• James Lock, MD, PhD, will be leading research for a telehealth program to help youth with eating disorders.
  • AIM Youth Mental Health generously donated $50,000 for research to assist youth with eating disorders.
 

 

Can a Self-Help Platform Provide Treatment for Youth with Eating Disorders?

Jodi Mouratis
Tuesday, April 6, 2021

Learning that their teen has an eating disorder can be difficult and deeply troubling news for parents. Even more daunting for families is finding that they’re unable to get access to care when they need it due to high demand for care and long wait times at specialty centers, which have worsened during the pandemic. If left untreated, the risks to young people’s physical and mental health increase, and eating disorders worsen and become more difficult to treat effectively.

AIM Youth Mental Health, a nonprofit dedicated to finding and funding promising youth mental health research, generously donated $50,000 to fund a research project at the Stanford University School of Medicine to speed delivery of care to more families by using telehealth.

“Just like we need the science to find vaccines for COVID-19, we need the science to find better treatments for mental illness,” says Susan Stilwell, founder of AIM Youth Mental Health. “While talking about young people’s mental health is important, it is not enough. We need to find the answers, and to find the answers, we have to fund the science—the research—that is so desperately needed right now.”

Led by James Lock, MD, PhD, the Eric Rothenberg, MD, Professor of Psychiatry and Pediatrics at the School of Medicine and director of the Eating Disorders Program at Lucile Packard Children’s Hospital Stanford, the project will evaluate if providing online education and support to families while they’re awaiting evaluation and treatment is useful and which approaches work best. According to Lock, preliminary data suggest that many families can make substantial progress using specialized online self-help tools.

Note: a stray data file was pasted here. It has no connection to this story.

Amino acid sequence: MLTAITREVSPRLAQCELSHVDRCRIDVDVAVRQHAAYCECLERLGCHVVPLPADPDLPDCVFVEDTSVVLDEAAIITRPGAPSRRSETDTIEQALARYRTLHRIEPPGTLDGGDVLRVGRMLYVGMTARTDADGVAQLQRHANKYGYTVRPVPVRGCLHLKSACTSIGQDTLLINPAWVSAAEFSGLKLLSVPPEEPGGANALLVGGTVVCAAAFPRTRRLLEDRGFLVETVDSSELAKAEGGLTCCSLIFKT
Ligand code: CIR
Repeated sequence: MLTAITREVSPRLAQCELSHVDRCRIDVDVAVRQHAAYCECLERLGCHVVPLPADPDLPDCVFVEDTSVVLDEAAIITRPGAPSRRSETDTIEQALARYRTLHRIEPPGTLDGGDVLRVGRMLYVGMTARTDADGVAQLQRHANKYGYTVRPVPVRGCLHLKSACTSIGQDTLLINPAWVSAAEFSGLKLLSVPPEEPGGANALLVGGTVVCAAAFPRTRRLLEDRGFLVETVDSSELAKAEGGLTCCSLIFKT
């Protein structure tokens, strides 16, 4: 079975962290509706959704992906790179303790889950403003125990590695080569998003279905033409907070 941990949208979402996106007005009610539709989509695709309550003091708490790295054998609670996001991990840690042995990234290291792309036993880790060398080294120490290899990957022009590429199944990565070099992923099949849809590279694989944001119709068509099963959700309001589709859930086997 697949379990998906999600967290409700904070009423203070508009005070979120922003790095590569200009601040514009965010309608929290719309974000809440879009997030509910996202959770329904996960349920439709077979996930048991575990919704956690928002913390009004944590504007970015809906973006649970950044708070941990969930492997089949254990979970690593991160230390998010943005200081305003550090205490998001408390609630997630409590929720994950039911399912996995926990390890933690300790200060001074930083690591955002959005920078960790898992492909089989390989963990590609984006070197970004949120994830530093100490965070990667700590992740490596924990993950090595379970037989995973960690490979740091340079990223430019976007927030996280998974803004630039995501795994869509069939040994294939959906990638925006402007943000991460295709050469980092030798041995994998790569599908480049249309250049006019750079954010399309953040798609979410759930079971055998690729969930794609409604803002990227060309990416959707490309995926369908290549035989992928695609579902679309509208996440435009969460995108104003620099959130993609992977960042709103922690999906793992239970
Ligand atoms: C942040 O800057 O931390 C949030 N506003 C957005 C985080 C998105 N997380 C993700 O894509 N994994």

“We hope to help families consider making changes at home that could improve their child’s eating problem even before they are seen by a doctor,” Lock says.

Lock’s research will be done in coordination with a fellow grant recipient at the University of California San Diego. Both will evaluate families’ willingness to participate in an online self-help program and assess if their teens show improvements in weight or scores on a questionnaire about eating. If their findings show that telehealth has benefits for families, the study could lead to a larger trial to further evaluate the effectiveness of online self-help tools.

Thank you, AIM Youth Mental Health, for helping families to receive the care they need!

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